one word fiot - Bob Chaney Martial Arts


one word fiot - Bob Chaney Martial Arts
By John Steven Soet
ary Youshock has spent a life-
time in martial arts. It shows.
The las Vegas native boasts a
dazzling smile
shame many of the showgirls in her home
town, a physique that would eam her hon-
in any fitness contest, and martial
skills that have won her world titles in
forms, rnusical forms, and point fighting.
She fought two full-contact matches
against older and more experienced
kickboxers and knocked them both out
in less than two minutes with spinning
kicks. She draws standing ovations at
'* competitions throughout the country
and has a legion of fans, And at the
tender age of 2l , she's already the
owner of her own school.
Kicking Before Kindergarten
Her story began at the age of four, when
her mother took her to a local shopping
mall to enroll her in ballet classes. "l
thought ballet would help give her poise
and grace, and would be great exercise for
her," says mom Rosemary. "But fate
stepped in. Master Bob Chaney's taekwondo school was in the same mall.'
Mary takes the conversation from
here: "l was fascinated. I didn't even know
what it was, all that kicking and jumping,
but it looked like fun. Forget that dance
this was what I wantedl" Her
"l didn't have anything
mother laughs,
There's only
one word fiot
cccurotely describes
Ma ry Youshock
r October
I 99?
against martial arts, but I thought she be
happier dancing. But she's always been
very determined, and she insisted." After
talking with Mary's father, Ray Youshock,
they agreed to let her try.
It turned out to be a passion. She
wanted to take as many classes as she
could. While other girls were playtng with
Barbie dolls, Mary was perfecting her cres-
cent kick. "l can honestly say," states her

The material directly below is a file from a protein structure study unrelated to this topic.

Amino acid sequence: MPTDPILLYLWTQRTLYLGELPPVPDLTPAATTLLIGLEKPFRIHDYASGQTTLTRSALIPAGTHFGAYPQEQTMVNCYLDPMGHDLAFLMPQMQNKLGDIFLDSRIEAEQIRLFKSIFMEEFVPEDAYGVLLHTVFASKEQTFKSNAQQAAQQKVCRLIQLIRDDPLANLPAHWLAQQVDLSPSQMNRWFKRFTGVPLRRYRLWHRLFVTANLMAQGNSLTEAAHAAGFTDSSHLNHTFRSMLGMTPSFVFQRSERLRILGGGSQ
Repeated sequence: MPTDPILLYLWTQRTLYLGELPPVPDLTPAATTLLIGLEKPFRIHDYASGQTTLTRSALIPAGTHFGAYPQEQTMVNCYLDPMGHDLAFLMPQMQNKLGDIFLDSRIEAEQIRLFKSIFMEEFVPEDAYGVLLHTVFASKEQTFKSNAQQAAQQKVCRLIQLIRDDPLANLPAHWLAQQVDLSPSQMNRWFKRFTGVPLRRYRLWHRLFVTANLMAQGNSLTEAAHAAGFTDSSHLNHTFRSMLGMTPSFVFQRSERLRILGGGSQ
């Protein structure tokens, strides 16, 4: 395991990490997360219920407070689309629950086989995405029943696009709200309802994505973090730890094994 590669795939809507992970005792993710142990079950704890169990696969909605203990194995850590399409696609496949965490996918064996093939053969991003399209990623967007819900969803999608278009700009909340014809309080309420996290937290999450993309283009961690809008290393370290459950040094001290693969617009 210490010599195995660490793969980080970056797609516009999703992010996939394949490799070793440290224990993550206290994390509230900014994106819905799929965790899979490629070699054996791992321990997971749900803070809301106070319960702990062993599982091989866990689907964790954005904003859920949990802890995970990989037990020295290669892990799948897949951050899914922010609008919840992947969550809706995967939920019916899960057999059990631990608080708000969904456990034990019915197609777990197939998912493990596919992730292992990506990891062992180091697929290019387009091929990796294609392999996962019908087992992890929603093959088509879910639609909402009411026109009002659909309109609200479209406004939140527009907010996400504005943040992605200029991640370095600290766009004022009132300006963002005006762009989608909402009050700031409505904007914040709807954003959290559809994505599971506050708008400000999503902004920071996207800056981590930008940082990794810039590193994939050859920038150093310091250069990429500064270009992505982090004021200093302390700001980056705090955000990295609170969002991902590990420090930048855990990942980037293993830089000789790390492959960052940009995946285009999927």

instructor, Bob Chaney, "that Mary was an
IYili i; urrl ri giri
rll:ilq,,j jir+ jirus y u
;ii U:; *U.lstf lr'JtJslj sij
r,)rl iir g f $yst' *f
clqilruitJ*5, 5* iir*
slv uir }!ri
iJ uyi ljf
iir* irJ *rt
iil*i'y*rli suuJ lI i;*
g-*:: rl rrijlJ *iic,
t\J s un* #v+r irrrri
plui;J*,rt lYiiir if,"
* Ocl*ber 1 9?? * 6
honest-to-goodness natural. It just came easily for her. she
was just perfect for taekwondo - stronger, faster, and more
coordinated than most kids, and a very quick learner. she,s
one of the best students I've ever had, if not the best. "
Ray Youshock adds: "over the years, a lot of trainers and
instructors have tried to claim Mary as their ot{/n prot6g6. She
has trained with a lot of instructors, but it was primarily Bob
chaney who made Mary what she is today." Mary paid homage Master chaney by utili zing his name in her own school.
And her progress was rapid: a junior black belt before her
tenth birthday, an instructor in her early teens, and a bedroom full of trophies before she set foot in high school. "We
thought we were gonna have to buy a bigger house just to
hold all the trophies," her mom laughs.
Growing Up in a Gi
Her dedication to training didn't stop her from having a normal life as a teenager, though. She was
a top student, popular in school, and a cheerieader. And what about the guys? \Mere they
threatened by a girl who could flatten them
with one punch?
"Not at alJ," smiles Mary. "As a matter of fact
it. Remember, I'm generation X. I was born right about the time you
started to see muscular women on the cover of
magazines, so the guys grew up just accepting the
idea that girls could be strong and athletic. No one ever
had a problem with it. "
And what about the giris? what did they think of having a
martial arts prodigy as a classmate? "Not a probleffi," Mary
says. "some of them even became my students. But somethey were fascinated by
times they'd get me in trou-
ble. Like we'd walk into
place and one of them wouid
announce, 'This is my friend
Mary and she can take any
guy in the house.'"
Any takers? "No," she
answers, then with a grin,
it would be